Europe captain Luke Donald insists Jon Rahm and Tyrrell Hatton have not been “judged” for their decision to join LIV Golf and place their Ryder Cup futures in jeopardy.

Hatton and Rahm won both of their matches together in Rome last year, the fiery characters earning the nickname of “Team Angry” as they helped Donald’s side to a convincing victory over the United States.

As things stand, both will be eligible to qualify or receive a wild card for Europe’s defence of the trophy at Bethpage in 2025 as long as they remain members of the DP World Tour, which requires them to play in four regular tournaments per season.

Jon Rahm

They will also earn points towards qualification through major championships, but face fines and suspensions for playing in LIV tournaments without the required “conflicting event” releases from the DP World Tour.

Asked ahead of his appearance in the WM Phoenix Open if he had spoken to Rahm and Hatton, Donald told a pre-tournament press conference: “I haven’t seen too many of the guys.

“We still have a group WhatsApp chat and we’re all participating in that chat that we created for Rome.

“There’s nothing adverse or anything within that chat. Everyone understands each individual wants to do the best for themselves and I don’t think anyone is judging Tyrrell or Jon’s decision.

“Jon is someone who decided that was the best choice for him. A lot of guys have decided that going to LIV is the choice that they were comfortable with. I’m not here to judge that.

“There’s been a lot of talks about the World Rankings and should LIV guys get it. Again, I think sometimes there are consequences to certain decisions and I think a lot of these guys knew that going into it.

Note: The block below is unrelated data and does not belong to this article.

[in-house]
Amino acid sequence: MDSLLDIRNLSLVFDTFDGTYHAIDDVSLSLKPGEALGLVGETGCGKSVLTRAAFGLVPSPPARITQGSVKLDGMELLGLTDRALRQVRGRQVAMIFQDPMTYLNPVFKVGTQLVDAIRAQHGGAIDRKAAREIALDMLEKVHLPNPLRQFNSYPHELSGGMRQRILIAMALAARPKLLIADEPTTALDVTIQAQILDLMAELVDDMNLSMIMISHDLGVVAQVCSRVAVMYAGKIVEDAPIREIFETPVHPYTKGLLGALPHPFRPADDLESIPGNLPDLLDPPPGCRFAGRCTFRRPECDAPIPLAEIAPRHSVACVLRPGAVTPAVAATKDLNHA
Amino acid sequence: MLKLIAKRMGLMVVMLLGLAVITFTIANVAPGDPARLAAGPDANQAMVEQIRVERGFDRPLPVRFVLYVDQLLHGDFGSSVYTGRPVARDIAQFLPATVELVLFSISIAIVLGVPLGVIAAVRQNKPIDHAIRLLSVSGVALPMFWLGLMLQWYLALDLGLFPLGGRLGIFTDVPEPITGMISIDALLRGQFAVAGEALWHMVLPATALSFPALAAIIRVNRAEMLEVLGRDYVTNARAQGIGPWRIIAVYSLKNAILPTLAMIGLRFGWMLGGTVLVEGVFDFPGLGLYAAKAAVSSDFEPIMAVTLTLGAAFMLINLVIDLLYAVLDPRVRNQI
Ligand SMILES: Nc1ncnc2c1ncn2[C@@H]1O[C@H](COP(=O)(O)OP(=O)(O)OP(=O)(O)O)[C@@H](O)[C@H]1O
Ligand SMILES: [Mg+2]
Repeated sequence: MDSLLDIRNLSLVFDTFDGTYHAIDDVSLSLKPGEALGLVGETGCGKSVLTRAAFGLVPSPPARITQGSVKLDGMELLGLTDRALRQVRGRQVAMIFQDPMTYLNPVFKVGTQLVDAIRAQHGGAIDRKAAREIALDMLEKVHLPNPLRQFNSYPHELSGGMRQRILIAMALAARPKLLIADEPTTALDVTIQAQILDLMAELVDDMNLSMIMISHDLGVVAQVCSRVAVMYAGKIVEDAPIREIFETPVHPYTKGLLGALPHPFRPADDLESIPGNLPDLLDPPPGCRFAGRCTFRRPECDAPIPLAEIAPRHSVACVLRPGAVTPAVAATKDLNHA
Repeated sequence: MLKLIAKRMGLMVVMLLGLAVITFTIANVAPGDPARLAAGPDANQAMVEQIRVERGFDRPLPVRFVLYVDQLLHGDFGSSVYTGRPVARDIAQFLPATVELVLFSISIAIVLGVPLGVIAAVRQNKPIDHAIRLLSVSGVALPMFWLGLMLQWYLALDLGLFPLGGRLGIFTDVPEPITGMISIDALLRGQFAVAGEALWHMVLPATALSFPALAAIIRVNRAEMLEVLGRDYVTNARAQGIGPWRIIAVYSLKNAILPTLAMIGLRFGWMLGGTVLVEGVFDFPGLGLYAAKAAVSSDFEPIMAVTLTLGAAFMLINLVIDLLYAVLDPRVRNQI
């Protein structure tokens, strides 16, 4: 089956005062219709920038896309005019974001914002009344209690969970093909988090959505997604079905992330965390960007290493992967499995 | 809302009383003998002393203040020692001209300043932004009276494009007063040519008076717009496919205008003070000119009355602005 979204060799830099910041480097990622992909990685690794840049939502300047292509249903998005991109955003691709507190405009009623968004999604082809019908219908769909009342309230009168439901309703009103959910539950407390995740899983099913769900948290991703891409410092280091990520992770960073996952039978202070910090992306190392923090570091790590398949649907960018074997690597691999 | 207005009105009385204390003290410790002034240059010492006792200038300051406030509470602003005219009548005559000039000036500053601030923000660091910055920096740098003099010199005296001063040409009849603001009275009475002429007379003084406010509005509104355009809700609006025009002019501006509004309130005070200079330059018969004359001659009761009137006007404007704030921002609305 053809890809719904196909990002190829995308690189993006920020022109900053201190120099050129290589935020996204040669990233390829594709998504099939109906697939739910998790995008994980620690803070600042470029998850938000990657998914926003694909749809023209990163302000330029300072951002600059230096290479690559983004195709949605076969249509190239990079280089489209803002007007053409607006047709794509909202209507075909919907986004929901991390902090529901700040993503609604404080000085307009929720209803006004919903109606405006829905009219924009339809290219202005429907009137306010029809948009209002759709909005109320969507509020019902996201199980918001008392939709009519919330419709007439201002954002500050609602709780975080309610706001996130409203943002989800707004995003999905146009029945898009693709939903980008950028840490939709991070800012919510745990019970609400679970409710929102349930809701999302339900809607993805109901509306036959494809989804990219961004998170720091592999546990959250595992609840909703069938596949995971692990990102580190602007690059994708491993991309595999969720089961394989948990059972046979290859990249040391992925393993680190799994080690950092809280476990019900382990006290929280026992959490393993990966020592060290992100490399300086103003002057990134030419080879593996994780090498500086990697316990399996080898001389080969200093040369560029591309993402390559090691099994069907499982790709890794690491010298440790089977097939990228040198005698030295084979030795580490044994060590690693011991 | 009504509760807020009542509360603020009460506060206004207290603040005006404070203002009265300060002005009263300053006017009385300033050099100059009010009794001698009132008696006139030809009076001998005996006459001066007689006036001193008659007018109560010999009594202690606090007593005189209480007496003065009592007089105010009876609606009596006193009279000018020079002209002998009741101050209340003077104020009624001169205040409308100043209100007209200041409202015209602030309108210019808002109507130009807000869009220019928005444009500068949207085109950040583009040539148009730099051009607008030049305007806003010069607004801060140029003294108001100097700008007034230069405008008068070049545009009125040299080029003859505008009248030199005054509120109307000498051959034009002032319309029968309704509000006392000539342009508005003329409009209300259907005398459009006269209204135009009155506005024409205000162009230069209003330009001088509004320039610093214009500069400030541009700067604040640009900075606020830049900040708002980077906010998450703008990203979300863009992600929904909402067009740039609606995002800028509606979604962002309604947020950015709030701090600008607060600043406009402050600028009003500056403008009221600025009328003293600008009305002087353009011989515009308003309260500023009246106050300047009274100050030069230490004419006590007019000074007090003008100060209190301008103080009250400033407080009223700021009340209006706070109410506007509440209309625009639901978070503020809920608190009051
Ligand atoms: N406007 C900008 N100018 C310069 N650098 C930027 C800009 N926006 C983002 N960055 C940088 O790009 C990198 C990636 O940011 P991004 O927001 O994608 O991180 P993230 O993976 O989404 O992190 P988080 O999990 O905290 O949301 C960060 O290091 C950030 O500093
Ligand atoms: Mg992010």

“Do I see them (on the team)? It’s really hard for me to answer that question now. What I did so well in my captaincy last year was just control what I can control.

“We’re seven months out probably until qualification starts. We have all this talk about being potential deals with the PGA TOUR, with DP World Tour, with the PIF (Public Investment Fund of Saudi Arabia).

“I have no idea what’s going to happen and for the next seven months I don’t really need to know what’s going to happen because qualification for the Ryder Cup won’t start until then.”

As soon as Rahm’s decision to join the Saudi-funded breakaway was announced, Rory McIlroy said the rules on qualification for the European team would have to be changed to allow the Masters champion to compete at Bethpage.

The four-time major winner subsequently acknowledged that was not strictly accurate and Donald confirmed that he had monitored the form of LIV players who had remained eligible to make the team in Rome.

“Even going back to last year, there was a couple of guys playing on LIV that maintained their membership and I kept an eye on everyone that was eligible for me to be able to pick,” Donald said.

“The guys that decided to resign their membership, yeah, at that point I couldn’t pick them, but at this moment those are the rules and so far I’m sure Jon, I’m sure Tyrrell, they want to be a part of it and they will hopefully adhere to whatever the rules are that allows them to play in the Ryder Cup.”